Aperture, Shutter and ISO
Written by Rob Sloane
This is an edited version of articles that appeared in the club newsletter in May-June 2019.
Members may have problems focusing in dark conditions.
Here are a few tips and explanations.
Most cameras have both auto and manual focus. The switch to change from auto to manual can be on the body, the lens or both.
Auto focus is a function of both the camera and the lens together.
Auto focus relies on the camera sending out a beam of some sort to the subject, bounce back, be measured and adjust the lens.
Auto focus doesn’t always work, for example, if the subject is moving, (especially fast), or the subject is too small, or the subject has no or little detail, or the subject is at a distance and very dark.
Switching to manual focus means you must turn a ring on your lens whilst looking through the viewfinder and adjusting till your eye sees a sharp subject, but you must have enough light on the subject to see it in the first place.
As long as the camera and the subject stay pretty much in the same position, your image should be sharp.
A solution is to temporarily light the subject (with a torch) and focus on it.
You could focus on it, either with auto focus or manual focus, but once focused, switch to manual. This stops the camera from trying to refocus if the subject moves around a little.
Now you are good to go with your exposure.
Note: Most cameras have a number of focusing modes under auto focus as well as being able to change the focus points, accessed via the camera controls or menu.
Above, we had a look at focusing and how to change from Auto focus to manual focus.
Sharp focus means the edges and detail of the image is crisp and “sharp”.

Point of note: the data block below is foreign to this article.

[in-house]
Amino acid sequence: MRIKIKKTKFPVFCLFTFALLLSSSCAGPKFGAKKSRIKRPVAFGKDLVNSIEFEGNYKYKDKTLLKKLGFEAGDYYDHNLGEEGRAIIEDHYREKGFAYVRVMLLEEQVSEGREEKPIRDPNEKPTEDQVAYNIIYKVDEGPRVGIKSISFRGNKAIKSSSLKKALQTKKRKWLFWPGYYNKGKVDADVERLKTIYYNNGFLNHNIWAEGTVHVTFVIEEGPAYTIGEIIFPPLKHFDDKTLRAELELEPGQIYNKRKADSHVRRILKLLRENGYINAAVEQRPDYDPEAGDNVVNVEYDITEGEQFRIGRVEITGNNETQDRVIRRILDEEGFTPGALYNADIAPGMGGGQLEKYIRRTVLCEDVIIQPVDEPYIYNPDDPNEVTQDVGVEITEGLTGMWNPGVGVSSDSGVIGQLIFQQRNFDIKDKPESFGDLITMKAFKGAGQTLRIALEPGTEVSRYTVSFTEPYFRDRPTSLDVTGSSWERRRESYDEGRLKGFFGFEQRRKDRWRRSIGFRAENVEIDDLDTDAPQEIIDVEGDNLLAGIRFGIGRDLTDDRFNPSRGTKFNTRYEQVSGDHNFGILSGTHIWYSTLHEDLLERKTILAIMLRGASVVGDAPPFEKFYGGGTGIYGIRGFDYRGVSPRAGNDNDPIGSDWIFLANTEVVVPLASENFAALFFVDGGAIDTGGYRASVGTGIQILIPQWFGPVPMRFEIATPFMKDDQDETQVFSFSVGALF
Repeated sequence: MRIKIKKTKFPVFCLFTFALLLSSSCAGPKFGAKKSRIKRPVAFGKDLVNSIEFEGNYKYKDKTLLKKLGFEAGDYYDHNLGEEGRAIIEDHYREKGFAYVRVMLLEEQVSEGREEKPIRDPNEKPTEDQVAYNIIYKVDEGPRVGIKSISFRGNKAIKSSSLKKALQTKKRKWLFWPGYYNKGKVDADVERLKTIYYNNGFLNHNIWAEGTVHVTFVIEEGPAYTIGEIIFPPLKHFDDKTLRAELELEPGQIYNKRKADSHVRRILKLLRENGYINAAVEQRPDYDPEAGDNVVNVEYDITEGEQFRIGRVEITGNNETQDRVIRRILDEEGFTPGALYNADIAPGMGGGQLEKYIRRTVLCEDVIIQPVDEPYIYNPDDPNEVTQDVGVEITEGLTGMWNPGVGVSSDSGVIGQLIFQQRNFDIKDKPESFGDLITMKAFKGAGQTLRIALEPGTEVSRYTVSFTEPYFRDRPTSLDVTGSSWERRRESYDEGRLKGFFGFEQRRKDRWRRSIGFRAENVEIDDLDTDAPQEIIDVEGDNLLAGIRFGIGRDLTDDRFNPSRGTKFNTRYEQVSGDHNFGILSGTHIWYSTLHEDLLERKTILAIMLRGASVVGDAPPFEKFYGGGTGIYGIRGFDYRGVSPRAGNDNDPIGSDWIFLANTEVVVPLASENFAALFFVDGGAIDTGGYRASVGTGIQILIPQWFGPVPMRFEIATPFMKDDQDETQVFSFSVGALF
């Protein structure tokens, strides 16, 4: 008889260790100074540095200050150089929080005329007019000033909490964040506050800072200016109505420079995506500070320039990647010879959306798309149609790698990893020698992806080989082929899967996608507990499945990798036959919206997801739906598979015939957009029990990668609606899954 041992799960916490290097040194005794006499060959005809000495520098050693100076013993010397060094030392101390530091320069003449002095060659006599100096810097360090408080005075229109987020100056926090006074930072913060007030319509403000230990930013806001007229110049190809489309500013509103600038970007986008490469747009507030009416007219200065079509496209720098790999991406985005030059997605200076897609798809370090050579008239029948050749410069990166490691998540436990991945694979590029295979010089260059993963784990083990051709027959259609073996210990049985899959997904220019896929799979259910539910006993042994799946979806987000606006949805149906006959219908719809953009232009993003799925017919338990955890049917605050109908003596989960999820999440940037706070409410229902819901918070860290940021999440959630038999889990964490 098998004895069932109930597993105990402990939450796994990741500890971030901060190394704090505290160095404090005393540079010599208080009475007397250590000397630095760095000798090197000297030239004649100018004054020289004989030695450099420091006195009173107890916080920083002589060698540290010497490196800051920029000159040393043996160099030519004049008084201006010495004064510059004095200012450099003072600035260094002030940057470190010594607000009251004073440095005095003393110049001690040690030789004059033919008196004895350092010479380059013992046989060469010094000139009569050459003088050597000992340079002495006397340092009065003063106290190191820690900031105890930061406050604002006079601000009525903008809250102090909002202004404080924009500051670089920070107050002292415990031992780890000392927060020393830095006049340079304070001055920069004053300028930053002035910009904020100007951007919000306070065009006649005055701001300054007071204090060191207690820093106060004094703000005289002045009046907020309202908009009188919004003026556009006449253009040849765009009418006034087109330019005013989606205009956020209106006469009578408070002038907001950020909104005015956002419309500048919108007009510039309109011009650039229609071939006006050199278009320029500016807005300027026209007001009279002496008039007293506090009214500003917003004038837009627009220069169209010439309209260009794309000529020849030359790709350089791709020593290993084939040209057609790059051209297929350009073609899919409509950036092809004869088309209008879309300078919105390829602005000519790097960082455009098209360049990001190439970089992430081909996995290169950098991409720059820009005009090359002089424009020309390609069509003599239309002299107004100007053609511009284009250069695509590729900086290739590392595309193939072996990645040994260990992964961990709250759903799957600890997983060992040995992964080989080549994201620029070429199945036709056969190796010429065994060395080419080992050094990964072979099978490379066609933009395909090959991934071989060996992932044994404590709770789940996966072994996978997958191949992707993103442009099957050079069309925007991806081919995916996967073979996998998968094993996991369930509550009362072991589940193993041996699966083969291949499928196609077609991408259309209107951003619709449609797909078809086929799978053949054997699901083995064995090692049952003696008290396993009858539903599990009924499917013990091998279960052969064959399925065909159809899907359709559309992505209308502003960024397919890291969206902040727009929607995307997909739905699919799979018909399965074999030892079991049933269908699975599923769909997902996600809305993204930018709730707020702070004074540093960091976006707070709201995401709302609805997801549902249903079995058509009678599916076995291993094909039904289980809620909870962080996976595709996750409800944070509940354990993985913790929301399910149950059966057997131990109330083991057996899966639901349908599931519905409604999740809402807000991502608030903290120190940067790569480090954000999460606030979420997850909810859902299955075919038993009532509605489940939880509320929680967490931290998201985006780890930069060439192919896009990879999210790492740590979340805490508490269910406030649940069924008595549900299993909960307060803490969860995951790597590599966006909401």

You may sometimes hear a judge comment that the image is a little soft, what she/he means, is the image is not really sharp.
Not all images need to be, or should be sharp. Some are fine to be soft all over, some, as long as the important elements like a persons eyes are sharp, is fine, in the words of the Peter Knight in his Beginners Class, “it all depends”.
Focus controls how sharp your image is, at the spot that you focus on.
Sharp and sharp focus could be slightly different. An image could be in focus, but blurry.
If your subject is not sharp, then there may be more than one reason. You (or your camera) didn’t focus correctly or focused on the wrong thing.
Technically only one distance from the camera can be perfectly in focus, the rest is a compromise and depends a bit on the aperture (Information about Aperture below).
Reasons for blurriness include :
You moved the camera while the shutter was open.
The subject moved while the shutter was open.
You meant it that way.
In the cases where the subject is not sharp because either you or the subject moved while the shutter was open, the result is not really a focus issue, but a “blur” or “motion blur” effect.
Sometimes you may want blur, sometimes you may not:- “It depends”.
This brings us to the shutter.